Presumably, under Texas law, a company such as an insurer could include a consent provision in its claims forms to obtain permission to use drones in the adjusting process. other companies considering drone operation should examine the applicable exemptions to determine whether they may similarly avail themselves of a favorable exception.

The Texas law provides for civil penalties of $5,000 or $10,000, depending upon how the image is used, or for actual damages if the plaintiff can prove malice. Texas also allows the prevailing party to recover attorney fees.

NAVIGATING THE STATE LAWS

The language disparities between the several states’ laws are of particular importance in formulating any commercial drone policy.

With regard to the California statute, a company must attempt to determine what is offensive to a reasonable person. Under the Florida law, a company must try to articulate what is reasonably related to the scope of its licensed business practice.

To a litigator, these questions and this phrasing represent an explicit invitation from state legislatures to avoid summary judgment, as these will be questions of fact that may not be easily determined at the outset of any case.

The penalties for violating the statutes are particularly significant, especially because of the stark differences among each state. All three states provide for injunctive relief, though any injunctive relief is governed by each state’s case law.

While California provides for a civil fine, Texas actually criminalizes unlawful drone surveillance. interestingly, Texas provides a defense to prosecution where the image is destroyed as soon as the person knows the image was captured in violation the law. Florida provides only a civil remedy.

There are many other differences among the California, Florida and Texas laws, but these examples provide insight into just how distinct these privacy laws are, and will continue to be, as more states enact legislation that impacts drone operation. Further, in states like New York, which have yet to enact a drone-specific privacy law, a much more extensive review must be undertaken to ensure that the relevant conduct is not be prohibited by any blanket privacy law or common law tort doctrine.

FEDERALISM

Most importantly, any company considering commercial drone use must remember that states may have limited ability to regulate drone use. For example, states may be required to defer to FAA regulations in defining the altitudinal bounds of property ownership.

This consideration may prove critical for states that couch their drone privacy laws in terms of trespass, because flying a drone high above another’s property may still constitute a trespass upon that person’s property. An understanding of this and other interactions between state and federal law is necessary to an effective drone policy.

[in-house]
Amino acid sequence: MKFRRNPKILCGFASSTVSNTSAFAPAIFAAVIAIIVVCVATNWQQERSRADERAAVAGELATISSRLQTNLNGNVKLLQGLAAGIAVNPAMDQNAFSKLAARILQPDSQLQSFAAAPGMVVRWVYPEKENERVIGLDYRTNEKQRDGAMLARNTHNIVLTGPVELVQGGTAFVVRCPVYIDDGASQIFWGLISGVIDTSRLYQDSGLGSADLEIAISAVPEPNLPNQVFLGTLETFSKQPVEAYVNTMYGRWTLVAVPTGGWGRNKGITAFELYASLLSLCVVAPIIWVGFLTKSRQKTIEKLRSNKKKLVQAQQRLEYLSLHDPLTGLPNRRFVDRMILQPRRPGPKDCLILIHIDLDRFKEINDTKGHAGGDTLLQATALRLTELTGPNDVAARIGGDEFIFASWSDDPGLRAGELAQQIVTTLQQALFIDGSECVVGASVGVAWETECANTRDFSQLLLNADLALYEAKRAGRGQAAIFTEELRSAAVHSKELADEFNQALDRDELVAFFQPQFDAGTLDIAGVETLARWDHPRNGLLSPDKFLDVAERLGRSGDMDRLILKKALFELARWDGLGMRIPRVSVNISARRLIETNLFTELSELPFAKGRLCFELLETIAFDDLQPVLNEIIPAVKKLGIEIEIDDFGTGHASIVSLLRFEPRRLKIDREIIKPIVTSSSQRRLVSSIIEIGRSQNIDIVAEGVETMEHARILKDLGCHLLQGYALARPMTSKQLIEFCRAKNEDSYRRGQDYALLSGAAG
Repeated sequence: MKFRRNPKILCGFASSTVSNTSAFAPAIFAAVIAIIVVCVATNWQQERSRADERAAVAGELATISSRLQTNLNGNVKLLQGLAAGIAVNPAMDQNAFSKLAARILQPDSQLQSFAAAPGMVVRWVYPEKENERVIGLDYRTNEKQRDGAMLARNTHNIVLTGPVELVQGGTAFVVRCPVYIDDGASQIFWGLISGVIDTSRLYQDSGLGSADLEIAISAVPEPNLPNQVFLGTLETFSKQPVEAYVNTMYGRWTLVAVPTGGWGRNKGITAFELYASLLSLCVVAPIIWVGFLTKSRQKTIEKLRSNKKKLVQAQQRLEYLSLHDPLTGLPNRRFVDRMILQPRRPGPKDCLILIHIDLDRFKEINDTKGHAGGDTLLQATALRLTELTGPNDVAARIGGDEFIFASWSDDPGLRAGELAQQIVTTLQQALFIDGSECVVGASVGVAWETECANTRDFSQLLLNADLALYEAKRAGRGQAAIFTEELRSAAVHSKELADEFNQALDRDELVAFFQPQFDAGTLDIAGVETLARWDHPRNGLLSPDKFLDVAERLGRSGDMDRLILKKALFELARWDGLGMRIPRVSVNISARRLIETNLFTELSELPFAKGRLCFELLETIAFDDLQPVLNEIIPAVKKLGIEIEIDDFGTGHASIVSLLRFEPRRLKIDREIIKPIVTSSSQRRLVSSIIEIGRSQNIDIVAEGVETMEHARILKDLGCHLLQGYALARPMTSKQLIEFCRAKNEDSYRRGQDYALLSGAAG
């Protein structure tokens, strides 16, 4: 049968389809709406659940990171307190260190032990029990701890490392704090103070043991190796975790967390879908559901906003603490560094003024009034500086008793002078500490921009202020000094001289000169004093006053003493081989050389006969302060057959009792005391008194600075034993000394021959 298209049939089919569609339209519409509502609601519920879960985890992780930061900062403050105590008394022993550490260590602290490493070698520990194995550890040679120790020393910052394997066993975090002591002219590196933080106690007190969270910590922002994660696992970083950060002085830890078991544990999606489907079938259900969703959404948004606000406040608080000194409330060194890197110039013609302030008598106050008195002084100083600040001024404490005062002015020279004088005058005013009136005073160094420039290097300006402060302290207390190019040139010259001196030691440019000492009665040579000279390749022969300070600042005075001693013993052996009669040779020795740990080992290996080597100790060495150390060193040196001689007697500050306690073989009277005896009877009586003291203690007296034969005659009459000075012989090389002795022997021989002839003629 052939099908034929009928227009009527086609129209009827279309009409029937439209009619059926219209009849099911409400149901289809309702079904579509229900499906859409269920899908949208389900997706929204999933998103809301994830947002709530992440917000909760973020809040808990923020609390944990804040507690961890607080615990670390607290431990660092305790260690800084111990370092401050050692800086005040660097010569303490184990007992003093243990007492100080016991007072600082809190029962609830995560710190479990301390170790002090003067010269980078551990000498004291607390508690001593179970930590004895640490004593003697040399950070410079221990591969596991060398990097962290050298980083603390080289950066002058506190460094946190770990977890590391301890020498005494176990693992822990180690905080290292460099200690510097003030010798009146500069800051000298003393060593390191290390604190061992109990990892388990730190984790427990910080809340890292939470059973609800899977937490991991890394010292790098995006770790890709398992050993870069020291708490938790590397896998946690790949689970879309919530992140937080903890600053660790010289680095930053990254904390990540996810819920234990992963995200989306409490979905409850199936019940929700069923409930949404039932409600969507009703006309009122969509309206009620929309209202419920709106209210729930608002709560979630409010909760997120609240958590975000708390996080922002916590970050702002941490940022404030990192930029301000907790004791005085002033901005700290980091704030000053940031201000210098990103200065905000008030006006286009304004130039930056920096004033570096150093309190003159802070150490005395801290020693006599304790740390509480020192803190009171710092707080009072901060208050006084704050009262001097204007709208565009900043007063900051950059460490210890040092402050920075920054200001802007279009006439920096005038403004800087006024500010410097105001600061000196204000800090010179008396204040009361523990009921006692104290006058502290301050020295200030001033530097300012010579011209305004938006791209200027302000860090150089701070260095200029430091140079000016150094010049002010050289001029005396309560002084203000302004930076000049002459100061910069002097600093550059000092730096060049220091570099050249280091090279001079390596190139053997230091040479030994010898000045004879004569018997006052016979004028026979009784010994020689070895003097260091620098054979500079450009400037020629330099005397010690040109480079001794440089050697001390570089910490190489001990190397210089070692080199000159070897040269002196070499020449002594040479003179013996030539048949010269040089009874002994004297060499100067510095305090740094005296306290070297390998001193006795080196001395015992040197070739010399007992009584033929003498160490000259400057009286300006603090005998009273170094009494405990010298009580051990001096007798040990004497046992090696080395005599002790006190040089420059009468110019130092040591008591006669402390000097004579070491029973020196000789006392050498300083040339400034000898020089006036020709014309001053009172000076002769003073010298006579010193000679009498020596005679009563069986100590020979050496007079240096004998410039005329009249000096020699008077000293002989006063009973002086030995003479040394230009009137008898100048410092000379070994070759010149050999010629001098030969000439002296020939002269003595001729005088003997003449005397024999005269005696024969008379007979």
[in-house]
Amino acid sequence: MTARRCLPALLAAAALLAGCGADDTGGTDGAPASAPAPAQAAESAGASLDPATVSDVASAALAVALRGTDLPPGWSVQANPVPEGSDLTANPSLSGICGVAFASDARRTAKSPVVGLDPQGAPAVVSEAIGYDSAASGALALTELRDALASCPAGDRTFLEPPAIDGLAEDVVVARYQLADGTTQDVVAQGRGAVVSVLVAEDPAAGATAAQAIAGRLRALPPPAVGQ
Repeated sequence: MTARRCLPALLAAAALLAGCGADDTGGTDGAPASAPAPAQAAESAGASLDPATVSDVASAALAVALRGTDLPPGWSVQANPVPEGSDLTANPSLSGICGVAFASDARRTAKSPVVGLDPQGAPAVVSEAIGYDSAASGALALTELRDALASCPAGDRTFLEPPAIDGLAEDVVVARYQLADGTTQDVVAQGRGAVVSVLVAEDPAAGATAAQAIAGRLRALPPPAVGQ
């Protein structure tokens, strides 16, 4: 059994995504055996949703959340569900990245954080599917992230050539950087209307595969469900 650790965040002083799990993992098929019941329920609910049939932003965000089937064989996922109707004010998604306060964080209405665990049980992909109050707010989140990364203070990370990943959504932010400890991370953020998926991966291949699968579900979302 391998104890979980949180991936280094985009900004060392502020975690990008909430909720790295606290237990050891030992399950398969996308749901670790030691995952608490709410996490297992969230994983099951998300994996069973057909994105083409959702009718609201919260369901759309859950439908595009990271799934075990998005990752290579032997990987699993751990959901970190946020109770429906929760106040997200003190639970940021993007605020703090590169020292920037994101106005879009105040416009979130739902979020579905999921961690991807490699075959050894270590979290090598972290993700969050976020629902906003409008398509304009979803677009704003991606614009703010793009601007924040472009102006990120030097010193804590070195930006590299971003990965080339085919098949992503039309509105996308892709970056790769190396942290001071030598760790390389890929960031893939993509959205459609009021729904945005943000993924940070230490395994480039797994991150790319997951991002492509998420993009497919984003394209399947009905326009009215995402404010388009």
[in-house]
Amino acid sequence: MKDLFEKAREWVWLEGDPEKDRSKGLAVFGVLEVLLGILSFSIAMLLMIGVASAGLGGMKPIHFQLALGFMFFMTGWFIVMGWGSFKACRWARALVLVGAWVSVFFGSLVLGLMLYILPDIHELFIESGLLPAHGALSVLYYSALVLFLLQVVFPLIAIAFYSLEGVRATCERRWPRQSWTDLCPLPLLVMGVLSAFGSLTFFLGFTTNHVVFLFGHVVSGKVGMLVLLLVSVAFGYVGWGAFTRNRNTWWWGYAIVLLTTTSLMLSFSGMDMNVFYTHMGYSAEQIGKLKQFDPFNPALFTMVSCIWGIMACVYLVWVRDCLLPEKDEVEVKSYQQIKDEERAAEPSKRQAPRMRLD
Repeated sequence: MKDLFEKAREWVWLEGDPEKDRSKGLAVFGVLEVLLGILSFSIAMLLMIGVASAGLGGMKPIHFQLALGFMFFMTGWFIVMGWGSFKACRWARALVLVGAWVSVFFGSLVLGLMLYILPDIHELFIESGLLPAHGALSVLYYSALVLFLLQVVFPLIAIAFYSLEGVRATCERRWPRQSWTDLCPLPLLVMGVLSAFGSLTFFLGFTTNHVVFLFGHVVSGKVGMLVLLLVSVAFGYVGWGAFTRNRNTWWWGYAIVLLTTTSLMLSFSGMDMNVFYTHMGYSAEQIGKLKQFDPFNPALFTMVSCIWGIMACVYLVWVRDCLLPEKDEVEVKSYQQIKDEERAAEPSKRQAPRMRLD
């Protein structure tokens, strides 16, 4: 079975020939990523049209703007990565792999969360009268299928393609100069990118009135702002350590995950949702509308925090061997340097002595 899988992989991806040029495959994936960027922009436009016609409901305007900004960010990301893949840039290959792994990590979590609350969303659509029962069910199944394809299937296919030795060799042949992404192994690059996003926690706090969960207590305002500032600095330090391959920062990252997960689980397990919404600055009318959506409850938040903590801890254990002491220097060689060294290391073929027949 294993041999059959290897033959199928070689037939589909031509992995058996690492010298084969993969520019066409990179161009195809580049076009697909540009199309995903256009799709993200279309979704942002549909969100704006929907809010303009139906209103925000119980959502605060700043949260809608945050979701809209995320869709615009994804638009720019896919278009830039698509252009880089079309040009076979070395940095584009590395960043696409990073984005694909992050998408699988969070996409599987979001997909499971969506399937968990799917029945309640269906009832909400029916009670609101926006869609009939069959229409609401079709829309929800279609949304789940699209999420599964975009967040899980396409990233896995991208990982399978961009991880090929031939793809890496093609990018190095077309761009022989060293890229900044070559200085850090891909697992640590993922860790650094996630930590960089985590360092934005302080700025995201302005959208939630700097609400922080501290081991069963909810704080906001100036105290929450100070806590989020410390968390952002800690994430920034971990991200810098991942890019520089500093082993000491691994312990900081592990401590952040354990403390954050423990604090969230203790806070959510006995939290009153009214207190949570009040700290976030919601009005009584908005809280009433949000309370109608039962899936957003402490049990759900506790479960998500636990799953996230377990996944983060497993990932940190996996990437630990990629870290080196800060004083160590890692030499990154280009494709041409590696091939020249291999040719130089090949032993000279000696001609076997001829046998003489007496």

Finally, the legislation recently introduced by Booker and Hoeven would require UAS operators to provide an attestation that they maintain liability insurance coverage on their drones. While some insurers have begun to offer specialty drone insurance, a company must consider whether individual state laws and regulations would allow blanket liability policies to cover drones where the policies were in place prior to the drone use.

Just as drones can be purchased on the internet in every shape, size and price, there is no one- size-fits-all approach to establishing an internal commercial drone policy. A company that uses drones could expose itself to substantial liability under various state statutes it fails to pay careful attention to certain laws that, when enacted, did not contemplate the proliferation of drone activity on such a massive scale. Thus, companies must consider these laws before their first drone takes flight, and continually monitor the law as it evolves.

 

NOTES

  1. For more information, see Zachary D. Ludens, FAA Proposes Framework of Regulations For Small-Scale Commercial Drones, 33 Westlaw J. Aviation 1, 33 no. 3 WJAViA 1 (Apr. 8, 2015).
  2. Press Release, U.S. Sen. Cory Booker, Booker and Hoeven introduce legislation to Support Commercial Drone Innovation (May 12, 2015), http://1.usa.gov/1QCcjpH.
  3. Cal. Civ. Code § 1708.8.
  4. Fla. Stat. 934.50.
  5. Tex. Gov’t Code Ann. § 423.001 (Vernon’s)

Originally published in Westlaw Journal Aviation, Volume 33, Issue 10 (July 15, 2015). Reprinted with permission of Thomson Reuters. All rights reserved.

DISCLAIMER: Because of the generality of this update, the information provided herein may not be applicable in all situations and should not be acted upon without specific legal advice based on particular situations.

© Carlton Fields | Attorney Advertising

Written by:

Carlton Fields
Contact
more
less

Carlton Fields on:

Readers' Choice 2017
Reporters on Deadline

Related Case Law

"My best business intelligence, in one easy email…"

Your first step to building a free, personalized, morning email brief covering pertinent authors and topics on JD Supra:
*By using the service, you signify your acceptance of JD Supra's Privacy Policy.
Custom Email Digest
- hide

JD Supra Privacy Policy

Updated: May 25, 2018:

JD Supra is a legal publishing service that connects experts and their content with broader audiences of professionals, journalists and associations.

This Privacy Policy describes how JD Supra, LLC ("JD Supra" or "we," "us," or "our") collects, uses and shares personal data collected from visitors to our website (located at www.jdsupra.com) (our "Website") who view only publicly-available content as well as subscribers to our services (such as our email digests or author tools)(our "Services"). By using our Website and registering for one of our Services, you are agreeing to the terms of this Privacy Policy.

Please note that if you subscribe to one of our Services, you can make choices about how we collect, use and share your information through our Privacy Center under the "My Account" dashboard (available if you are logged into your JD Supra account).

Collection of Information

Registration Information. When you register with JD Supra for our Website and Services, either as an author or as a subscriber, you will be asked to provide identifying information to create your JD Supra account ("Registration Data"), such as your:

  • Email
  • First Name
  • Last Name
  • Company Name
  • Company Industry
  • Title
  • Country